Picking up from where I left off yesterday in “Jim Sciutto’s got plenty of nothing,” I want to invite readers to take a look at the Trump/Steele dossier for themselves. I have embedded it at the bottom of this post.
Consider that the dossier was bought and paid for by the Clinton presidential campaign through the campaign’s general counsel at the Perkins Coie law firm, which contracted Fusion GPS, which contracted former British MI-6 officer Christopher Steele at Orbis Business Intelligence, Ltd. Why the cutouts? One might get the impression that the dossier was not to be traced to the Clinton campaign.
Steele was supposed to produce opposition research in the style of an intelligence operation. Drawing on his professional background, he called in part on the friends of Vladimir Putin to deliver the goods on Donald Trump. Steele refers to them in his memos as Source A (“a senior Russian Foreign Ministry figure”) and Source B (“a former top level intelligence officer still active in the Kremlin”) and the super mysterious Source E (“an ethnic Russian” and “close associate of Republican US presidential candidate Donald Trump”). Steele reported that the friends of Vladimir Putin apprised him of Russia’s efforts to intervene on behalf of Donald Trump in the presidential campaign.
Why, you might ask, would the friends of Vladimir Putin entrust Christopher Steele with the goods on Russia’s alleged efforts to intervene on behalf of Donald Trump in the presidential campaign? I have not seen a good answer to that question.
Today in dossier news Byron York reports:
House Intelligence Committee chairman Devin Nunes has issued a subpoena to David Kramer, a former State Department official who, in late November 2016, traveled to London to receive a briefing and a copy of the Trump dossier from its author, former British spy Christopher Steele. Kramer then returned to the U.S. to give the document to Sen. John McCain.
Kramer is a senior fellow at the McCain Institute for International Leadership at Arizona State University.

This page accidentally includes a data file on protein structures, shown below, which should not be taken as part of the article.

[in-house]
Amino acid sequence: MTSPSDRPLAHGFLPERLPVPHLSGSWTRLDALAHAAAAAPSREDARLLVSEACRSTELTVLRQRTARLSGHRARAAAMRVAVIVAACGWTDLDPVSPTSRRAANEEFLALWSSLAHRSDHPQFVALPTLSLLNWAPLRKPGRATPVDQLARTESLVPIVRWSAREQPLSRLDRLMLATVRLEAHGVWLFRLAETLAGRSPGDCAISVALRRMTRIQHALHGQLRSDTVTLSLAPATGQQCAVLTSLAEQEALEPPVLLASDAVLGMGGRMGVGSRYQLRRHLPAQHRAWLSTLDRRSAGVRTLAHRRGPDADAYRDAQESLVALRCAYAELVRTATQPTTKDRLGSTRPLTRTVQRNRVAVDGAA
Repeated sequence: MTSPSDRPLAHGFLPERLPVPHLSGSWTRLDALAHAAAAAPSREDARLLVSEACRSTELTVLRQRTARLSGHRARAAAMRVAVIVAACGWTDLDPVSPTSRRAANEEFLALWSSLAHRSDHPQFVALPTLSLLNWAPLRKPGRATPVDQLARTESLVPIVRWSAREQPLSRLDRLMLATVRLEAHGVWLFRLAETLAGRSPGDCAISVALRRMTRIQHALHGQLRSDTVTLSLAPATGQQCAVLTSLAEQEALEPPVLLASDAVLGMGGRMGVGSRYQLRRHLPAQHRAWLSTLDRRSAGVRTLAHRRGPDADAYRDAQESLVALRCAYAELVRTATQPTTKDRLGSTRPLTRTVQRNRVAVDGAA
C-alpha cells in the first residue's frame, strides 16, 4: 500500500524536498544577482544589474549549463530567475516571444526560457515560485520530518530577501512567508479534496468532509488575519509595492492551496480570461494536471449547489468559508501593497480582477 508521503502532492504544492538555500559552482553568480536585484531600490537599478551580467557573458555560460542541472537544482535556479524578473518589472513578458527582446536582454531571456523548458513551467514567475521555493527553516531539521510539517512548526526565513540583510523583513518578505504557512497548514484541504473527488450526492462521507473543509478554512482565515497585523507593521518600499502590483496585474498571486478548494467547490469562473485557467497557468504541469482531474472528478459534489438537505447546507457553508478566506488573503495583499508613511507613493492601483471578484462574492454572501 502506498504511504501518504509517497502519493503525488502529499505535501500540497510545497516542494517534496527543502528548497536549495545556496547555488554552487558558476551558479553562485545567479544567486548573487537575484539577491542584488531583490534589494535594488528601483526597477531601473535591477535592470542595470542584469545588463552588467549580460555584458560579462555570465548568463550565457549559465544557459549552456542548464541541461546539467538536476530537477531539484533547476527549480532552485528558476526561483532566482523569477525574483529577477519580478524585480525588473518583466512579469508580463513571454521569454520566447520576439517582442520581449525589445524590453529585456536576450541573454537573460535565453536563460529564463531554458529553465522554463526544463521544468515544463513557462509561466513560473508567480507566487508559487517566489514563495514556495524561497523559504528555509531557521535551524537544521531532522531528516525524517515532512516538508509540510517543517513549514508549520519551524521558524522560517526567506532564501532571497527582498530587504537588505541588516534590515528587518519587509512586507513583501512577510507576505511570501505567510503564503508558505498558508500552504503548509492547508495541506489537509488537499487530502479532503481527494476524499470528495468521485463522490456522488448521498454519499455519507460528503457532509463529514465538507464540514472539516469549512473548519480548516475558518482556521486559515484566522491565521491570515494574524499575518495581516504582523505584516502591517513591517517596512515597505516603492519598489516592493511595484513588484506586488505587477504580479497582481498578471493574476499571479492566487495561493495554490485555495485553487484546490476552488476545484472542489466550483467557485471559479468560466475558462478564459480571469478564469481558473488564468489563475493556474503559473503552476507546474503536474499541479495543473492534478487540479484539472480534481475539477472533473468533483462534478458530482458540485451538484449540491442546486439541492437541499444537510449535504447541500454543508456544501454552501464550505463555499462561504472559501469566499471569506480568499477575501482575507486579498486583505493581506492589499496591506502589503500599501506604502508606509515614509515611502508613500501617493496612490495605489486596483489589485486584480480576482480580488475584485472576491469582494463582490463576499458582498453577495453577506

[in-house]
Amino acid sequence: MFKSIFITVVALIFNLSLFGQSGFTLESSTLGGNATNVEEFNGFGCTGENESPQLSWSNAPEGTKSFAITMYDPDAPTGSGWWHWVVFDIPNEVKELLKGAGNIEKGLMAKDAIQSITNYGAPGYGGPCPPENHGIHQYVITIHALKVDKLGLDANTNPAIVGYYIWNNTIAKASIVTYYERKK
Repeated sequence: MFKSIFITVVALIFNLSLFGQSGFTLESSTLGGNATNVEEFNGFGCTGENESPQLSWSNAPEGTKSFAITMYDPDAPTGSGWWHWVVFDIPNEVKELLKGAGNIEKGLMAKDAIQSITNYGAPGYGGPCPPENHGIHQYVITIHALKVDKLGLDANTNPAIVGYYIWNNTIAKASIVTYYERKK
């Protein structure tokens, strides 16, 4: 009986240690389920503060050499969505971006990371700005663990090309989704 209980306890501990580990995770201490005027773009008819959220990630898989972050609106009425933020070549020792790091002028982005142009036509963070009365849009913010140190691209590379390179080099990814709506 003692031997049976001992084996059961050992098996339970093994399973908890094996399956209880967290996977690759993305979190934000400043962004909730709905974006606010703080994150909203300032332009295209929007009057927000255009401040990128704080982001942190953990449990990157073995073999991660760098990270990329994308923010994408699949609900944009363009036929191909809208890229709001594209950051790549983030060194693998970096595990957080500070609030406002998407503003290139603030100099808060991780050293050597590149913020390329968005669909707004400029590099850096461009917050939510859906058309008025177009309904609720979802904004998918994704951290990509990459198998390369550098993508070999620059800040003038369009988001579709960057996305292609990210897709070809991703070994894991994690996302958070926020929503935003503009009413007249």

McCain later took a copy of the dossier to the FBI’s then-director, James Comey. But the FBI already had the document; Steele himself gave the dossier to the bureau in installments, reportedly beginning in early July 2016.
McCain, recovering in Arizona from treatments for cancer, has long refused to detail his actions regarding the dossier. For his part, Kramer was interviewed by the House Intelligence Committee on Dec. 19. The new subpoena stems from statements Kramer made in that interview.
In the session, Kramer told House investigators that he knew the identities of the Russian sources for the allegations in Steele’s dossier. But when investigators pressed Kramer to reveal those names, he declined to do so.
Byron has more, all of it worth reading. Byron’s reporting tactfully raises the question whether the dossier reflects a Russian disinformation operation. Paraphrasing committee investigators, Byron wonders whether it is “likely that all the Russians involved in the attempt to influence the 2016 election were lying, scheming, Kremlin-linked, Putin-backed enemies of America – except the Russians who talked to Christopher Steele?” Now that is a good question.
Whatever the case, at this point that one would have to be a knave or a fool to take the Steele dossier at face value. Given the interests involved, however, there is no shortage of either.
Here, in case you haven’t seen them before, are the memos that constitute the Steele/Trump dossier.